Dr. Levin is Chief of the Neurobehavioral Research Lab in the Psychiatry Department of Duke University Medical Center. His primary academic appointment is as Professor in the Department of Psychiatry and Behavioral Sciences. He also has secondary appointments in the Department Pharmacology and Cancer Biology, the Department of Psychological and Brain Sciences and the Nicholas School of the Environment at Duke. His primary research effort is to understand basic neural interactions underlying cognitive function and addiction and to apply this knowledge to better understand cognitive dysfunction and addiction disorders and to develop novel therapeutic treatments.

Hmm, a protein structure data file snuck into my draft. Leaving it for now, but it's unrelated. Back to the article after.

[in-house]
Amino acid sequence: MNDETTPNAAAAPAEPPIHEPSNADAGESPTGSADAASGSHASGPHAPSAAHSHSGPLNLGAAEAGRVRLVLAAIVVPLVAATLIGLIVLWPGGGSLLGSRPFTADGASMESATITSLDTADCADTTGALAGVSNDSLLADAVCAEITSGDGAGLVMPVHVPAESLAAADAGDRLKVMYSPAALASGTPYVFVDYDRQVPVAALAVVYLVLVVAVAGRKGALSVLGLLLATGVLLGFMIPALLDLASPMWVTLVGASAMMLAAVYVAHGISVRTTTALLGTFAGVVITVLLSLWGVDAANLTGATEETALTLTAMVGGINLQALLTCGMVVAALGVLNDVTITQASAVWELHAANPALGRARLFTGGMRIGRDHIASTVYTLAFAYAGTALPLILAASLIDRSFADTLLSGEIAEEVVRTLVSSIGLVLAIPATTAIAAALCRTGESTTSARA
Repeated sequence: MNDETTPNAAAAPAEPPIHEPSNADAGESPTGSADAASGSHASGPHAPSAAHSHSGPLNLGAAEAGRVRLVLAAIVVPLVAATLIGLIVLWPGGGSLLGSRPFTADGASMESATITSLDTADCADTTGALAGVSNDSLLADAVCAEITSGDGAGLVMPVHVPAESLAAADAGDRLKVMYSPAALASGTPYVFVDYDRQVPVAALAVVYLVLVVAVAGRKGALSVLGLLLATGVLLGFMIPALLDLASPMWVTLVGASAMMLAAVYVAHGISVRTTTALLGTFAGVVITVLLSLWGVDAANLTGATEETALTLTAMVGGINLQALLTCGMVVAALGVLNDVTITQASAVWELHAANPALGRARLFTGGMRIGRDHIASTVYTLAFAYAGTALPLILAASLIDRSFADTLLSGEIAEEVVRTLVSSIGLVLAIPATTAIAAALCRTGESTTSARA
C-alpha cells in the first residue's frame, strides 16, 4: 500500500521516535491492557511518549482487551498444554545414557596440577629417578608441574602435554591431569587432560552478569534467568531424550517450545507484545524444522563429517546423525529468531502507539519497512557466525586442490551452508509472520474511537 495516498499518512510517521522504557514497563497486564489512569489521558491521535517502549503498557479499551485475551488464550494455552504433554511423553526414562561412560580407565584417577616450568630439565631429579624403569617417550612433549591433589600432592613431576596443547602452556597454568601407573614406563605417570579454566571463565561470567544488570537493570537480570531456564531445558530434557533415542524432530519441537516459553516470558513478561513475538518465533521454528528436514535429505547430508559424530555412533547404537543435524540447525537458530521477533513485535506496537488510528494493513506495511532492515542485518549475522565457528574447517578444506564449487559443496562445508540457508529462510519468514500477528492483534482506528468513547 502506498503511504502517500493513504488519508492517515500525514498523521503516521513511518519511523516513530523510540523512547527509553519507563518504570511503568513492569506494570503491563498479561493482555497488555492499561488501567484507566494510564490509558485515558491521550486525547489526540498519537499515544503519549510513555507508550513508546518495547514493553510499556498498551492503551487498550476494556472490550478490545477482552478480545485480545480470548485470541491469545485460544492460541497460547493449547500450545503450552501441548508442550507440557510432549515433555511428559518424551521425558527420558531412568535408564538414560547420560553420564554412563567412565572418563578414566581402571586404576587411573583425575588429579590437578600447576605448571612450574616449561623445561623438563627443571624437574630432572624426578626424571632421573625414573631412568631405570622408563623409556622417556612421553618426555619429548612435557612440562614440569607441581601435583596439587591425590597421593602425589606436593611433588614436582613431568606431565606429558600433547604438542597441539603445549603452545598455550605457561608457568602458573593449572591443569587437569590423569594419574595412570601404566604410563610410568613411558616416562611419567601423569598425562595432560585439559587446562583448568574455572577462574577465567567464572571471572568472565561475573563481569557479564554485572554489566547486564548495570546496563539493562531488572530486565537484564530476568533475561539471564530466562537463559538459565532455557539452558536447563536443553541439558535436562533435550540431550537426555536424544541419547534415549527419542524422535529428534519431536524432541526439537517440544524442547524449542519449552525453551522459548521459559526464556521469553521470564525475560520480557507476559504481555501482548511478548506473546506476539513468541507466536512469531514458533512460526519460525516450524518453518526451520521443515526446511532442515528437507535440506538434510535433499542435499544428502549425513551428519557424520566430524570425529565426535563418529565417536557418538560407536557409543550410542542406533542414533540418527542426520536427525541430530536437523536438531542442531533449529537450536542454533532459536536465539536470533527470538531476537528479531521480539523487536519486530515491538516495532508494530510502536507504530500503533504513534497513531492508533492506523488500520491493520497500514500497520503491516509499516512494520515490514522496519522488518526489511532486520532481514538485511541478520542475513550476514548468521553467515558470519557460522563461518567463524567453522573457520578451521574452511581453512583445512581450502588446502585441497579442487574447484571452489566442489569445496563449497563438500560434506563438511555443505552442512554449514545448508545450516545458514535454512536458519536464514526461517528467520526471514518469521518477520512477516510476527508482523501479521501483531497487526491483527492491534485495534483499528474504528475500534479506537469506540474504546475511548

The three main research components of his laboratory are focused on the themes of the basic neurobiology of cognition and addiction, neurobehavioral toxicology and the development of novel therapeutic treatments for cognitive dysfunction and substance abuse. Currently, our principal research focus concerns nicotine. We have documented the basic effects of nicotine on learning memory and attention as well as nicotine self-administration. We are continuing with more mechanistic studies in rat models using selective lesions, local infusions and neurotransmitter interaction studies. We have found that nicotine improves memory performance not only in normal rats, but also in rats with lesions of hippocampal and basal forebrain connections. We are concentrating on alpha7 and alpha4beta2 nicotinic receptor subtypes in the hippocampus, amygdala , thalamus and frontal cortex and how they interact with dopamine D1 and D2 and glutamate NMDA systems with regard to memory and addiction. I am also conducting studies on human cognitive behavior. We have current studies to assess nicotine effects on attention, memory and mental processing speed in schizophrenia, Alzheimer's Disease and Attention Deficit Hyperactivity Disorder. In the area of neurobehavioral toxicology, I have continuing projects to characterize the adverse effects of prenatal and adolescent nicotine exposure. Our primary project in neurobehavioral toxicology focuses on the cognitive deficits caused by the marine toxins. The basic and applied aims of our research complement each other nicely. The findings concerning neural mechanisms underlying cognitive function help direct the behavioral toxicology and therapeutic development studies, while the applied studies provide important functional information concerning the importance of the basic mechanisms under investigation.